The Wheelie Peeps, disability advocates who were featured in the docuseries PUSH, hosted a peaceful protest in Edmonton on Tuesday to bring awareness and call for municipal authorities to do more when it comes to enforcing who is allowed to park in accessible parking spots.
“We believe that imposing fines of $500 on these perpetrators is a necessary step towards establishing respect for the law and ensuring that accessible stalls are available for those who genuinely require them,” said Bean Gill, a prominent disability advocate supporting the protest and a member of Wheels of Change.
The Wheelie Peeps said they are using their platforms and their loud voices to bring attention to the issues that affect individuals with disabilities’ daily lives.
“We honestly catch people illegally parked every single day, and it’s so frustrating because we need these very limited spots. And it’s Uber, it’s Skip the Dishes, it’s Amazon, with people saying, ‘I’ll just (be) a minute.’ It doesn’t matter what your excuse is — that spot is there for a reason,” said Gill.
Wheels of Change and many other wheelchair users attended the protest.
“For individuals with mobility needs, this is a daily struggle that cannot be allowed to perpetuate any longer. We demand swift action from municipal authorities, law enforcement agencies, and other concerned stakeholders to address this issue comprehensively and proactively,” Gill said.
Tuesday morning’s protest lasted several hours and was held at a parking lot on the southwest corner of the intersection of 99th Avenue and 109th Street.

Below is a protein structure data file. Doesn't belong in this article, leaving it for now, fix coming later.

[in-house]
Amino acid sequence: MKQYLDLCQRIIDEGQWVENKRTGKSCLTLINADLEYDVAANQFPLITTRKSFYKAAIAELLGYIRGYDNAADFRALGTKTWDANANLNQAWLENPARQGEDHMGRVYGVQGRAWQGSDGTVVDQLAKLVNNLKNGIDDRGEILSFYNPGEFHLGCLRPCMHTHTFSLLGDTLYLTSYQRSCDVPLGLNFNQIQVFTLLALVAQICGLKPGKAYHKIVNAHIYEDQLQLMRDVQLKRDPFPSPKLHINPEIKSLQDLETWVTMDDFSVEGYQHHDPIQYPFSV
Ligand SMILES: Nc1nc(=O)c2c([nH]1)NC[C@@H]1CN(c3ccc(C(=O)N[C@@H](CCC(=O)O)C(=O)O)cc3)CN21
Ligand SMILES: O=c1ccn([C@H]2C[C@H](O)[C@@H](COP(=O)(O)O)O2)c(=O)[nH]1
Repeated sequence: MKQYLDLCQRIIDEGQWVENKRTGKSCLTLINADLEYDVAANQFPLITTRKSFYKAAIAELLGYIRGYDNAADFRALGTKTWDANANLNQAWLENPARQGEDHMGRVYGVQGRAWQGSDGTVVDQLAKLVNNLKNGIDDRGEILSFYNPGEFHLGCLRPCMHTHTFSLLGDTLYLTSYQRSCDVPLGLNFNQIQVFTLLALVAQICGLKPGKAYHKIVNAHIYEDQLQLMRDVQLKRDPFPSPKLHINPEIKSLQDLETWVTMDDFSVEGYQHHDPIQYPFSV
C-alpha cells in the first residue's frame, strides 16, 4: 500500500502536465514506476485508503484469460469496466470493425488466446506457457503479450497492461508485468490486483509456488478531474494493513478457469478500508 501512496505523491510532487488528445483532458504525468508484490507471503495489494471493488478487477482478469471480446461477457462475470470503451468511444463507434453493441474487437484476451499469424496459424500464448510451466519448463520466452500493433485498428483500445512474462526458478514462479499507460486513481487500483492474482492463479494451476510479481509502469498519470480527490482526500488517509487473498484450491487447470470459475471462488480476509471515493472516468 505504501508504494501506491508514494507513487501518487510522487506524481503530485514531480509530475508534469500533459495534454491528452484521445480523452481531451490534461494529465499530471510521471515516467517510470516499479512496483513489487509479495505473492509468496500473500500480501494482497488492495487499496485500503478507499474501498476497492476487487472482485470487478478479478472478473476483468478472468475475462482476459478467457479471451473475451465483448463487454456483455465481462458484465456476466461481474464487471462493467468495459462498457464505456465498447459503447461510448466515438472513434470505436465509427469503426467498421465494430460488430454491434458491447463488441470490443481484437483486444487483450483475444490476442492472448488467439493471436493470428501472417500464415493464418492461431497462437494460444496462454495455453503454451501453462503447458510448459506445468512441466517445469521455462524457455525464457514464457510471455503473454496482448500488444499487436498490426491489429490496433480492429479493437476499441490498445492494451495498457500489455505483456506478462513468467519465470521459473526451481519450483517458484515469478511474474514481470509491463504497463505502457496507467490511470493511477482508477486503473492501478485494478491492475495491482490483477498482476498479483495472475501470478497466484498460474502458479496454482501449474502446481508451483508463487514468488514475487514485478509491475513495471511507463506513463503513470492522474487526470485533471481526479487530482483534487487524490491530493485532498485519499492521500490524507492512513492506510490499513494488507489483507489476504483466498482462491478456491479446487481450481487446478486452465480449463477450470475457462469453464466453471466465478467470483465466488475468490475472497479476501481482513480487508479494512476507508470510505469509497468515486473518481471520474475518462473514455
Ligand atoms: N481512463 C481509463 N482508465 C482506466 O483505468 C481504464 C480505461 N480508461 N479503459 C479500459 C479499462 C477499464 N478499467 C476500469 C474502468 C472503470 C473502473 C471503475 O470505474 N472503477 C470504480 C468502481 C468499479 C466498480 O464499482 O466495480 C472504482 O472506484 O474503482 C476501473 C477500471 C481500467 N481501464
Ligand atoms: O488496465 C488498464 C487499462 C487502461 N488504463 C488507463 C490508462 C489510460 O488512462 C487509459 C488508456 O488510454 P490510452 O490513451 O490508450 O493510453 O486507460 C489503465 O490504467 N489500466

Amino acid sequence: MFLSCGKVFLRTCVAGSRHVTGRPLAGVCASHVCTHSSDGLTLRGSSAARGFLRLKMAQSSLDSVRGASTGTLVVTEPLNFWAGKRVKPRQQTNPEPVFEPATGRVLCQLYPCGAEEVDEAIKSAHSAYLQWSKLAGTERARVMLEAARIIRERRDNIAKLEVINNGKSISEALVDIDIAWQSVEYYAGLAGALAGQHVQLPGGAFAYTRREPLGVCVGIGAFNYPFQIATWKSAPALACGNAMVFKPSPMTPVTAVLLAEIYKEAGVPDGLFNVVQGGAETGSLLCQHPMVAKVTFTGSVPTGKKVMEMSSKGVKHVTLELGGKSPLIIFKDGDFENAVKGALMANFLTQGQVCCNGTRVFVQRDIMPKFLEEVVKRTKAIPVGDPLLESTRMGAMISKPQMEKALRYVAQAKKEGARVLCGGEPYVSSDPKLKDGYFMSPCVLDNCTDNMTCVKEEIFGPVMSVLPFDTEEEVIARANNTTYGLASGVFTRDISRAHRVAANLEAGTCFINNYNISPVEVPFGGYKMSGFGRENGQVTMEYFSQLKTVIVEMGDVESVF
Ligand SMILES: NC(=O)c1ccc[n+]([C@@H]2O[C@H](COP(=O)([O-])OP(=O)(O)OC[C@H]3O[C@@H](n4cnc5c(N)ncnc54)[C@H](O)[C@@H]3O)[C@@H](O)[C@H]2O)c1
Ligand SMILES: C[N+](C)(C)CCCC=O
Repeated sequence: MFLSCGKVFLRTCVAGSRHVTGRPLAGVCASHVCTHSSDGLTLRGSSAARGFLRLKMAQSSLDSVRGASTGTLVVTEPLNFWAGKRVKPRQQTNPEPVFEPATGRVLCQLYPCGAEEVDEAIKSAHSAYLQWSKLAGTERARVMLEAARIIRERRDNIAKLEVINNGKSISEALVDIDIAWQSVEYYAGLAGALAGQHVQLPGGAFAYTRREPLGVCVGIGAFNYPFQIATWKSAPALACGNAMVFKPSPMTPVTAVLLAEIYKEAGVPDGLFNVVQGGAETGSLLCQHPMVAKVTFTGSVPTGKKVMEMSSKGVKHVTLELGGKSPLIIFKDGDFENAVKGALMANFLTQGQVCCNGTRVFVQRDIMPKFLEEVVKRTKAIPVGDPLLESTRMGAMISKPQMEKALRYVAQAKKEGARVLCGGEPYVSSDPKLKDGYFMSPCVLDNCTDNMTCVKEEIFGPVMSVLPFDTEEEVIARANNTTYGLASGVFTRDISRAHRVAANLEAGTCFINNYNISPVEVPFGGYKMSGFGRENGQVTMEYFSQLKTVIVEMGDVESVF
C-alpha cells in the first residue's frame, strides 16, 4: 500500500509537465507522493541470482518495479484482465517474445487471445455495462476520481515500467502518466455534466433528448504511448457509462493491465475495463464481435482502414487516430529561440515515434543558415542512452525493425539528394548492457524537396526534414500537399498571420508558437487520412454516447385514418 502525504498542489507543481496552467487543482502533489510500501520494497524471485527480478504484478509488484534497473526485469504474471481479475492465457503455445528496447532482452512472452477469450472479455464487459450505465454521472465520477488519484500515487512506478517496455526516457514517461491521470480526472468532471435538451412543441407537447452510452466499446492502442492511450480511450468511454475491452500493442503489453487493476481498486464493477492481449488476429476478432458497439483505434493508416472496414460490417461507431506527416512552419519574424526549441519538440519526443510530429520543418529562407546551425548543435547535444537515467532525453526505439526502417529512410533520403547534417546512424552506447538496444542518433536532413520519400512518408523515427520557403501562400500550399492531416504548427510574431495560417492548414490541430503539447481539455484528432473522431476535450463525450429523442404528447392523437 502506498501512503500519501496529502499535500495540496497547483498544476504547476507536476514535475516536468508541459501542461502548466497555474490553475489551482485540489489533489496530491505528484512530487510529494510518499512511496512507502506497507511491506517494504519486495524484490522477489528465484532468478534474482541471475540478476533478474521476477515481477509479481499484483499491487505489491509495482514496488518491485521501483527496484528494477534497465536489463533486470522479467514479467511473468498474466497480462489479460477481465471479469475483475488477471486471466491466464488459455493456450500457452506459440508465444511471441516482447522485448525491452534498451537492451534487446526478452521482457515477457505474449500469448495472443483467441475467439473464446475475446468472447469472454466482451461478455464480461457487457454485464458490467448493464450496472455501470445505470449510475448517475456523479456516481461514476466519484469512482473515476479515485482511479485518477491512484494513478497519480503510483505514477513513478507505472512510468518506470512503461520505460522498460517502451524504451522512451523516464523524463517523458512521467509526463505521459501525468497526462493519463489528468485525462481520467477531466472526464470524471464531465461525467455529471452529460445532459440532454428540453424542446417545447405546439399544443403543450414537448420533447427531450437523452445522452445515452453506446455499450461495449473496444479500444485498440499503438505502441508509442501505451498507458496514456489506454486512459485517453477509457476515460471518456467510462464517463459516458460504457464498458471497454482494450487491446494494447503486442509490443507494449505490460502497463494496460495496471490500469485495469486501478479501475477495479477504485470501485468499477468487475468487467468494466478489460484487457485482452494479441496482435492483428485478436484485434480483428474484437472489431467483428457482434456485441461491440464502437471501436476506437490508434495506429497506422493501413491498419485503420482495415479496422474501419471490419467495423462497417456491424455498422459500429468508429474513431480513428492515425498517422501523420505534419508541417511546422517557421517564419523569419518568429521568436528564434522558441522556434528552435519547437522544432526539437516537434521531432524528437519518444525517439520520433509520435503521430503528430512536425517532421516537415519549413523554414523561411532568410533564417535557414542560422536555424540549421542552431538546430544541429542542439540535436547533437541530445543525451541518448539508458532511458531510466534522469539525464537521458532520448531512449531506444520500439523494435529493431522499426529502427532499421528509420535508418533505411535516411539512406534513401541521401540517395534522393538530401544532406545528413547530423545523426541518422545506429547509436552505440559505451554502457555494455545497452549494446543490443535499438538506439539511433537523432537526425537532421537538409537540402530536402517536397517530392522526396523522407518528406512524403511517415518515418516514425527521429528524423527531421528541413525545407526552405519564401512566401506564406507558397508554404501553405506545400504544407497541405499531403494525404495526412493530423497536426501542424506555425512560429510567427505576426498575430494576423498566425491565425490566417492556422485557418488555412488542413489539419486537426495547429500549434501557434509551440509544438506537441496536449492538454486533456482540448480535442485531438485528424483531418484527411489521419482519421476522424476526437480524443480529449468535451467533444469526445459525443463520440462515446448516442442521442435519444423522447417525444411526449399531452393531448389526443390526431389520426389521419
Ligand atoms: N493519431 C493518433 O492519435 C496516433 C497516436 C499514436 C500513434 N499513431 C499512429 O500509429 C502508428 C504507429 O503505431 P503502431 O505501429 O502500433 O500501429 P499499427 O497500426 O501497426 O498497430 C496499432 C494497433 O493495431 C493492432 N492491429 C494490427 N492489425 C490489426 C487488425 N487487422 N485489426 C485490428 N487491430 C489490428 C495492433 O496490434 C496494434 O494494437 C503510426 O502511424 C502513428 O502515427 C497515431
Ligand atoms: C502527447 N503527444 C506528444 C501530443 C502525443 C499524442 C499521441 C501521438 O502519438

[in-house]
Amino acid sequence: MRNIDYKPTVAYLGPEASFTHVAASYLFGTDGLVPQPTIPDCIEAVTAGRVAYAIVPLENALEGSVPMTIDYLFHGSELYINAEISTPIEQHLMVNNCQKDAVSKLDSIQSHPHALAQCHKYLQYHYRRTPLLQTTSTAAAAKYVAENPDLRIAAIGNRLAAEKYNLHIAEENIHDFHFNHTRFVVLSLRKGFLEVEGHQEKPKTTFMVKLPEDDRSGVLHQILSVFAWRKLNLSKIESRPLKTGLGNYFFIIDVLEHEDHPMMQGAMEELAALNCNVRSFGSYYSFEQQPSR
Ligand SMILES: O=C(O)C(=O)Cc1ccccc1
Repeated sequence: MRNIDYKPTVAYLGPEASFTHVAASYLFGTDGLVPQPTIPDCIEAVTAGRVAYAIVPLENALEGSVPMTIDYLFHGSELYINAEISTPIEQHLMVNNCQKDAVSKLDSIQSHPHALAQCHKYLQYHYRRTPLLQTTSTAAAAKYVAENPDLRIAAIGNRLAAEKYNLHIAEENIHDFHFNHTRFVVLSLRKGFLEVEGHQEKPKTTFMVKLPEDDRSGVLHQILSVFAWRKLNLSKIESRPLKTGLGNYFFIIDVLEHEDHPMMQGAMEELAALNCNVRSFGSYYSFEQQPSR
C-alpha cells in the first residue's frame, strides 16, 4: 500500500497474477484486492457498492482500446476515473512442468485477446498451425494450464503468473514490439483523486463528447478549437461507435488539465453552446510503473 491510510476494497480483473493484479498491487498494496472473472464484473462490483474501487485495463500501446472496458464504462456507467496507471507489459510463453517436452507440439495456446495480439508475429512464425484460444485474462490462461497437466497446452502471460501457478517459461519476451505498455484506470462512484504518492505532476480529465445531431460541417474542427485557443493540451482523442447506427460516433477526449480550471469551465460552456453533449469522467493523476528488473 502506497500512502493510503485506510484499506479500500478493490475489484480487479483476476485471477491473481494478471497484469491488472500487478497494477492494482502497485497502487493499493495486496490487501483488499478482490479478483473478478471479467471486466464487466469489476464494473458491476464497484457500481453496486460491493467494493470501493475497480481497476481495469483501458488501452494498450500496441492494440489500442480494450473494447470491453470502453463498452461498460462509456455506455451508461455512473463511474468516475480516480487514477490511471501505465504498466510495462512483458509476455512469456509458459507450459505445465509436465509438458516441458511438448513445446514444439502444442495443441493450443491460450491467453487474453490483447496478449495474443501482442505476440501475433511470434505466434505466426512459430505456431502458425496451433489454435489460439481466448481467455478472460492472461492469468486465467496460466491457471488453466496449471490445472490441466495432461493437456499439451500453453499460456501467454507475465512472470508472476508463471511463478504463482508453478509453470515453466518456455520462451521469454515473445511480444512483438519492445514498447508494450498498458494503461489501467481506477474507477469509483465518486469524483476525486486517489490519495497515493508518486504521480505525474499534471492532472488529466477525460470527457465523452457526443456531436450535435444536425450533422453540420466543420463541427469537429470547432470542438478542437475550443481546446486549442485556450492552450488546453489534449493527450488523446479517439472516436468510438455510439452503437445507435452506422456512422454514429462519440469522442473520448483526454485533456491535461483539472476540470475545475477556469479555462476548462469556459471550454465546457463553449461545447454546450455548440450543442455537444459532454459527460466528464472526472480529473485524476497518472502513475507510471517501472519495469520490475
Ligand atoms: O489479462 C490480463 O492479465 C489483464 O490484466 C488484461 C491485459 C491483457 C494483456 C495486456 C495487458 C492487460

When Gill was asked why organizers chose that specific parking lot, she explained it was to cause an inconvenience.
“We kind of wanted it to be a nuisance — we’re on a busy street where there’s a lot of people trying to get to work. And they have said, ‘This is a nuisance and you’re not being peaceful. I’m late for work.’ We’re always late too, because we face this problem all the time,” said Gill.
She explained that if people want to be an ally to the community of individuals with disabilities, then they need to be willing to learn and grow.
“Don’t use our bathroom stalls and don’t use our parking stalls. Just become aware. Once the people actually start thinking about it, they will stop doing it (and) become an ally to somebody with a disability. Everyone’s talking about diversity, equity, inclusion, so let’s act it. And this is how you can actually be an ally to people with disabilities.”
“We use our collective strength to drive change and put an end to this continuous violation of accessible parking spaces,” Wheels of Change said in a press release.
A protest organizer speaking at the event said advocates are trying to create an app that lets people report illegal parking in accessible spots. They said their goal is to get the City of Edmonton to put all the money from fines for illegal parking back into disability inclusion and accessibility. The speaker also added that they would like the city to reassess the criteria for those who can get accessible parking permits.
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